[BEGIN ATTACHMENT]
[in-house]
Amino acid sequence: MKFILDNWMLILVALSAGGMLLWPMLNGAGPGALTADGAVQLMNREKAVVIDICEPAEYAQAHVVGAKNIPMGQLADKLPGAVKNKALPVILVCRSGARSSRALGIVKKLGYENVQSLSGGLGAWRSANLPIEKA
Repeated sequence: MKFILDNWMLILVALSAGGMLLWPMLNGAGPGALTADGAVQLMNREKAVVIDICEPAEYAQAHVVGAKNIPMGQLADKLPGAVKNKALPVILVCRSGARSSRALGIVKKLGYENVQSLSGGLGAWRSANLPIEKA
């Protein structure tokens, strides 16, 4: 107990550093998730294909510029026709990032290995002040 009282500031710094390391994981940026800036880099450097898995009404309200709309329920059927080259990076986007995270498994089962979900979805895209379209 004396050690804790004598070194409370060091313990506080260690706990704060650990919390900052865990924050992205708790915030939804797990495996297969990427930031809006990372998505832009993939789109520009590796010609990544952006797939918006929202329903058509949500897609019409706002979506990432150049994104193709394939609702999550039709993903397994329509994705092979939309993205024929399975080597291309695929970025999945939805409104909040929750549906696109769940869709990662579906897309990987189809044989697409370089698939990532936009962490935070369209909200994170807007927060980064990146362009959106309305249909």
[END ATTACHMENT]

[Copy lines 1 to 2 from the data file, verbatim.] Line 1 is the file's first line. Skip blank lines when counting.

[in-house]
Amino acid sequence: MKFILDNWMLILVALSAGGMLLWPMLNGAGPGALTADGAVQLMNREKAVVIDICEPAEYAQAHVVGAKNIPMGQLADKLPGAVKNKALPVILVCRSGARSSRALGIVKKLGYENVQSLSGGLGAWRSANLPIEKA